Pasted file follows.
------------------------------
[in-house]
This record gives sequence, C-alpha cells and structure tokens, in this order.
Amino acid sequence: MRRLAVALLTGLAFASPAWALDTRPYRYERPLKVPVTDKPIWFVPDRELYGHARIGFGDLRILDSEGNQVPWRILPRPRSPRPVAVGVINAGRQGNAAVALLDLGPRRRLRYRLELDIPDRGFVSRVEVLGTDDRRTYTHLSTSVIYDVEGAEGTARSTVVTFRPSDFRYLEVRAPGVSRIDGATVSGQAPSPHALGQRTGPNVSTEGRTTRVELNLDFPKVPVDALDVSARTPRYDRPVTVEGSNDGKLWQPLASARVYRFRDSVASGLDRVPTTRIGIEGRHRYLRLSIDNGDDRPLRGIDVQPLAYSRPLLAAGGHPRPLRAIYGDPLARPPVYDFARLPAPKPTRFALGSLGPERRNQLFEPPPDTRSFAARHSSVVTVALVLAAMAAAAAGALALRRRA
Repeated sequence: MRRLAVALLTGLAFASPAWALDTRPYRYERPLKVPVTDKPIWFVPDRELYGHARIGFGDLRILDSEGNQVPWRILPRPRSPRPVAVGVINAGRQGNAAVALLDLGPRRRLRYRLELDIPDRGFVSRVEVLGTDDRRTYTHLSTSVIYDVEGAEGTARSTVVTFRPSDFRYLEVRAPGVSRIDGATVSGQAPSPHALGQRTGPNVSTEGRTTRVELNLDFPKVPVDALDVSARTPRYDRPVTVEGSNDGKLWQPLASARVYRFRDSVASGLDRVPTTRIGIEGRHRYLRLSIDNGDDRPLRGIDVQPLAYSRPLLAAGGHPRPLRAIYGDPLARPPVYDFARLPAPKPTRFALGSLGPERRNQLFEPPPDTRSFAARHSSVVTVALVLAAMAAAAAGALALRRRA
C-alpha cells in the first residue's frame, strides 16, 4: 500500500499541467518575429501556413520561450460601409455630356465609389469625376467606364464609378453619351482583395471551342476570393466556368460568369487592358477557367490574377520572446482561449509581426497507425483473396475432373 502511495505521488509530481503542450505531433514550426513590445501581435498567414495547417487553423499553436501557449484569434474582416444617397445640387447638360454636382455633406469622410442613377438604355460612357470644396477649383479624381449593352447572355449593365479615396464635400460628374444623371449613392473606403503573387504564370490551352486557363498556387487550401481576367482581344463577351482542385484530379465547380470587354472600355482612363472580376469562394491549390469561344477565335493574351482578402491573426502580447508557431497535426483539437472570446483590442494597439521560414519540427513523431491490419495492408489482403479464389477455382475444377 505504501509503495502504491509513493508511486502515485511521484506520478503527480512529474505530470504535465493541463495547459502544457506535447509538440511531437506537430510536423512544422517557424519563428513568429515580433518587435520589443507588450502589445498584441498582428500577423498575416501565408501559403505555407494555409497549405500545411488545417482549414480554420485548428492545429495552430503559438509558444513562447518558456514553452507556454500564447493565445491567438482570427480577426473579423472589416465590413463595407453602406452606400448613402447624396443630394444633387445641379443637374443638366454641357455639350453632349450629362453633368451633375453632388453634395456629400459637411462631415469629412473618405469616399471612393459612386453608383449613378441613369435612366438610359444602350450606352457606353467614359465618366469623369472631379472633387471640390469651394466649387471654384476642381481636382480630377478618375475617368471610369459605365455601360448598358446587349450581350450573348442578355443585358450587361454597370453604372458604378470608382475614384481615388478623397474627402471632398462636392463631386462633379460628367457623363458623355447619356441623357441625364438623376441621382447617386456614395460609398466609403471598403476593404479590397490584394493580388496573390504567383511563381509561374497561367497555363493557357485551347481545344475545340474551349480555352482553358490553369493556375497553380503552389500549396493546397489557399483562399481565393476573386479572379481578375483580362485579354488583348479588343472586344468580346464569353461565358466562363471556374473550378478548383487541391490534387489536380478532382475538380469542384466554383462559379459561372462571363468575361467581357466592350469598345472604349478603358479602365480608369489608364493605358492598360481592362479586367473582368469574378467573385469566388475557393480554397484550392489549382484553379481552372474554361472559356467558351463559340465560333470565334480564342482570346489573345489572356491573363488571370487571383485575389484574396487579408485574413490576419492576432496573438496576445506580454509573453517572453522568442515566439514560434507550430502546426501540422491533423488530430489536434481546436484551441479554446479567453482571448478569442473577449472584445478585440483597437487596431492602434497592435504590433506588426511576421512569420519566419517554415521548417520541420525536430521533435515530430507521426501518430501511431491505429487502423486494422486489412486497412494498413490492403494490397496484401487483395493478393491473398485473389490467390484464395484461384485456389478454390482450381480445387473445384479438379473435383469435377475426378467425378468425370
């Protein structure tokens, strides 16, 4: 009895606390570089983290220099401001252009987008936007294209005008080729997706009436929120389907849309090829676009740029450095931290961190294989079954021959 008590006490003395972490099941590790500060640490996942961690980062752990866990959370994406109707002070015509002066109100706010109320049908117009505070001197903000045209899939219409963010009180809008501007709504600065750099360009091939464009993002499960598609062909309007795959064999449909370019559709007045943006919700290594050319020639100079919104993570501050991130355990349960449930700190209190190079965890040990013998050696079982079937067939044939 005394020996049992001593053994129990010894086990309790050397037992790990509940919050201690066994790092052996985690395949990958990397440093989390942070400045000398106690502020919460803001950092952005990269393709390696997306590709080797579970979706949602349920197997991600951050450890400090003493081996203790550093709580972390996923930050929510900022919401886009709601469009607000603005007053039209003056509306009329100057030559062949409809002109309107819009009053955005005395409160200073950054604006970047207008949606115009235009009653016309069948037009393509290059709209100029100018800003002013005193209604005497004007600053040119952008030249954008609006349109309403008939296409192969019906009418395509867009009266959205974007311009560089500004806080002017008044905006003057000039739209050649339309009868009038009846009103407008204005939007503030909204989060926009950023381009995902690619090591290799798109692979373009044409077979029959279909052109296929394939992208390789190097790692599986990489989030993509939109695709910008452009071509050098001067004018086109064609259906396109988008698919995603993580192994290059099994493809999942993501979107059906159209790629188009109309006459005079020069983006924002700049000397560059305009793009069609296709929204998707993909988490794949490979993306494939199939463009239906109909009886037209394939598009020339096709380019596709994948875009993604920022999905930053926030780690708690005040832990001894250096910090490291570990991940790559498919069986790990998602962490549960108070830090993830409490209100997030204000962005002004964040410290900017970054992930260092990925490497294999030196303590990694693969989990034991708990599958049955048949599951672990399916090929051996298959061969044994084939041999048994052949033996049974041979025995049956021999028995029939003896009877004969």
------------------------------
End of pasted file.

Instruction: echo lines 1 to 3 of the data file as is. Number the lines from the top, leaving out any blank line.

[in-house]
This record gives sequence, C-alpha cells and structure tokens, in this order.
Amino acid sequence: MRRLAVALLTGLAFASPAWALDTRPYRYERPLKVPVTDKPIWFVPDRELYGHARIGFGDLRILDSEGNQVPWRILPRPRSPRPVAVGVINAGRQGNAAVALLDLGPRRRLRYRLELDIPDRGFVSRVEVLGTDDRRTYTHLSTSVIYDVEGAEGTARSTVVTFRPSDFRYLEVRAPGVSRIDGATVSGQAPSPHALGQRTGPNVSTEGRTTRVELNLDFPKVPVDALDVSARTPRYDRPVTVEGSNDGKLWQPLASARVYRFRDSVASGLDRVPTTRIGIEGRHRYLRLSIDNGDDRPLRGIDVQPLAYSRPLLAAGGHPRPLRAIYGDPLARPPVYDFARLPAPKPTRFALGSLGPERRNQLFEPPPDTRSFAARHSSVVTVALVLAAMAAAAAGALALRRRA